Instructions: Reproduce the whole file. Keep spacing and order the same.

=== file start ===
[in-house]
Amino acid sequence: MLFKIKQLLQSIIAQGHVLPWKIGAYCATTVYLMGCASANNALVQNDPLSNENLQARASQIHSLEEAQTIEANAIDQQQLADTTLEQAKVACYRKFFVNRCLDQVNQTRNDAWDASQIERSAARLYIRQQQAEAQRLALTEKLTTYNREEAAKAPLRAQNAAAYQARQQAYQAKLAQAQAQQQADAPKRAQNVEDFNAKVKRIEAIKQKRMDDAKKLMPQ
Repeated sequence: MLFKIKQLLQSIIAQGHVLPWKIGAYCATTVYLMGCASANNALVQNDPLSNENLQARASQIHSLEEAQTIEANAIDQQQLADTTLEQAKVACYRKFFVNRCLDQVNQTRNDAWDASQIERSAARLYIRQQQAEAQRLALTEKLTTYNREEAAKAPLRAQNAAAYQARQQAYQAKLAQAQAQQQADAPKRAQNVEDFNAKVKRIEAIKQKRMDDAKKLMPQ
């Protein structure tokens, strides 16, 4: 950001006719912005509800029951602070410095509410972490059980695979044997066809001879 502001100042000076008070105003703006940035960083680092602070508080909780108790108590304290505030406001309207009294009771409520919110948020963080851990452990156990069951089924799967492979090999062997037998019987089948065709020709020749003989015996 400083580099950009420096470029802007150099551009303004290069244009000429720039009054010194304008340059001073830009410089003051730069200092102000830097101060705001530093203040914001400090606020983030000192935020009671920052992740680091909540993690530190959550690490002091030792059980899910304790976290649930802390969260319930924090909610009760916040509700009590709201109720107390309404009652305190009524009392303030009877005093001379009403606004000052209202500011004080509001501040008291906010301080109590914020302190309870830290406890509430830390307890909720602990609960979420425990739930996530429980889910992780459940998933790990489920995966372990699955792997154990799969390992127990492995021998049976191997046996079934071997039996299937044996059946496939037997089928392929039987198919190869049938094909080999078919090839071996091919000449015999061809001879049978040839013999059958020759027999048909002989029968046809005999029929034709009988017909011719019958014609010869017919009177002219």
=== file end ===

[in-house]
Amino acid sequence: MLFKIKQLLQSIIAQGHVLPWKIGAYCATTVYLMGCASANNALVQNDPLSNENLQARASQIHSLEEAQTIEANAIDQQQLADTTLEQAKVACYRKFFVNRCLDQVNQTRNDAWDASQIERSAARLYIRQQQAEAQRLALTEKLTTYNREEAAKAPLRAQNAAAYQARQQAYQAKLAQAQAQQQADAPKRAQNVEDFNAKVKRIEAIKQKRMDDAKKLMPQ
Repeated sequence: MLFKIKQLLQSIIAQGHVLPWKIGAYCATTVYLMGCASANNALVQNDPLSNENLQARASQIHSLEEAQTIEANAIDQQQLADTTLEQAKVACYRKFFVNRCLDQVNQTRNDAWDASQIERSAARLYIRQQQAEAQRLALTEKLTTYNREEAAKAPLRAQNAAAYQARQQAYQAKLAQAQAQQQADAPKRAQNVEDFNAKVKRIEAIKQKRMDDAKKLMPQ
């Protein structure tokens, strides 16, 4: 950001006719912005509800029951602070410095509410972490059980695979044997066809001879 502001100042000076008070105003703006940035960083680092602070508080909780108790108590304290505030406001309207009294009771409520919110948020963080851990452990156990069951089924799967492979090999062997037998019987089948065709020709020749003989015996 400083580099950009420096470029802007150099551009303004290069244009000429720039009054010194304008340059001073830009410089003051730069200092102000830097101060705001530093203040914001400090606020983030000192935020009671920052992740680091909540993690530190959550690490002091030792059980899910304790976290649930802390969260319930924090909610009760916040509700009590709201109720107390309404009652305190009524009392303030009877005093001379009403606004000052209202500011004080509001501040008291906010301080109590914020302190309870830290406890509430830390307890909720602990609960979420425990739930996530429980889910992780459940998933790990489920995966372990699955792997154990799969390992127990492995021998049976191997046996079934071997039996299937044996059946496939037997089928392929039987198919190869049938094909080999078919090839071996091919000449015999061809001879049978040839013999059958020759027999048909002989029968046809005999029929034709009988017909011719019958014609010869017919009177002219």